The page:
NEW YORK While the United
States and Russia have largely agreed on a tentative deal
concerning the existing suspension agreement on hot-rolled
steel, domestic producers argue that it still stands to favor
Under the new draft agreement
reached earlier this month, minimum prices for Russian steel
sold into the United States would be increased to "bring them
into alignment with current U.S. prices," which would
effectively raise prices by some 47 percent (
amm.com, Nov. 16).
Domestic interests, however,
argue that while the revised agreement is an improvement, they
have issues with the pact.
"The modified agreement would
continue to allow Russian producers to sell under a reference
price mechanism, an alternative generally available only to
non-market-economy countries, even though the (Commerce)
department has treated Russia as a market-economy country since
2002," petitioners ArcelorMittal USA LLC, Gallatin Steel Co.,
Nucor Corp., SSAB Americas, Steel Dynamics Inc. and U.S. Steel
Corp. said in comments submitted to Commerce. "In light of
these benefits, the department should treat with caution any
future claims by the Russian government that the modified
agreement is keeping Russian exports out of the U.S. market."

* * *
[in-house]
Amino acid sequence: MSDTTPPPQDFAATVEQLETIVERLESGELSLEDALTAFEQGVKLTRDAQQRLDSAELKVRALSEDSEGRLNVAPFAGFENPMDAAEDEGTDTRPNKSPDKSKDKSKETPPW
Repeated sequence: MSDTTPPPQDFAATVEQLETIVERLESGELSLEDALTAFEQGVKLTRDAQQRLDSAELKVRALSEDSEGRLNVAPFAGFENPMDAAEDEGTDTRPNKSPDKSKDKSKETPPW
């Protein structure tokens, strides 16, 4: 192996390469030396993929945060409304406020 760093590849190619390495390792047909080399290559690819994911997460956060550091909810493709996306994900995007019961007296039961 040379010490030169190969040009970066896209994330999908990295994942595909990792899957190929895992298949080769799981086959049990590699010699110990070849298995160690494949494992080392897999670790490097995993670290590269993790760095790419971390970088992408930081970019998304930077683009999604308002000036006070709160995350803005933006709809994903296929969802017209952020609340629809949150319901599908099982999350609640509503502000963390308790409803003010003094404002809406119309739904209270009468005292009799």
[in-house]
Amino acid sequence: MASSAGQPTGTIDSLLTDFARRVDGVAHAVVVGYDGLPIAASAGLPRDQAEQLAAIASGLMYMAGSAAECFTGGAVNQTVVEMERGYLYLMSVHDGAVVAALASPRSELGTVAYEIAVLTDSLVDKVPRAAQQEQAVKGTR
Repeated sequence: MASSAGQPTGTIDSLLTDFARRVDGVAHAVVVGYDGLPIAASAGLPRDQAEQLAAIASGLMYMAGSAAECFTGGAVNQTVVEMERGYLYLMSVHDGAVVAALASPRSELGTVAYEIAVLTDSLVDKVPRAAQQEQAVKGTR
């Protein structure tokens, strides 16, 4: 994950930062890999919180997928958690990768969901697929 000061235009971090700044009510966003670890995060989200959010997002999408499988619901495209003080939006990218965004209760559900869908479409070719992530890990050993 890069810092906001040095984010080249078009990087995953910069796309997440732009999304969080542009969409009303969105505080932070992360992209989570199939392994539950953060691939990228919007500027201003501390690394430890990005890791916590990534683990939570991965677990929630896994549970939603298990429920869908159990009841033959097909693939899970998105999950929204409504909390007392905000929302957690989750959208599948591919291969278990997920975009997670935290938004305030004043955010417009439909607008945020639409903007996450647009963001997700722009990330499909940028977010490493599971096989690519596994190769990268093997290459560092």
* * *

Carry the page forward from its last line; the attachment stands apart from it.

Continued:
The petitioners added that there is "no requirement" that a
suspension agreement guarantee foreign producers a share of the
A number of market participants
told AMM last week that as a result of the revised
prices, imports of the Russian product likely would drop off
amm.com, Nov. 19).
Meanwhile, OAO Severstal,
Novolipetsk Steel, Magnitogorsk Iron & Steel Works and OJSC
OMK-Steel complained that the steel benchmark used in the
agreement is still inadequate as a basis for pricesan
argument first introduced during the preliminary comment period
amm.com, Aug. 13).
"Russian producers continue to
question the use of SteelBenchmarker either for purposes of
determining whether the current agreement is allowing price
suppression or as a basis for resetting the agreement," the
foreign interests said in their comments. "While accepting it
for purposes of resetting the reference price in the revised
agreement ... the Russian producers are hopeful that a
benchmark that actually corresponds to the level of trade and
selling conditions of the Russian producers is used."
Final revisions are set to be
signed by both governments Friday.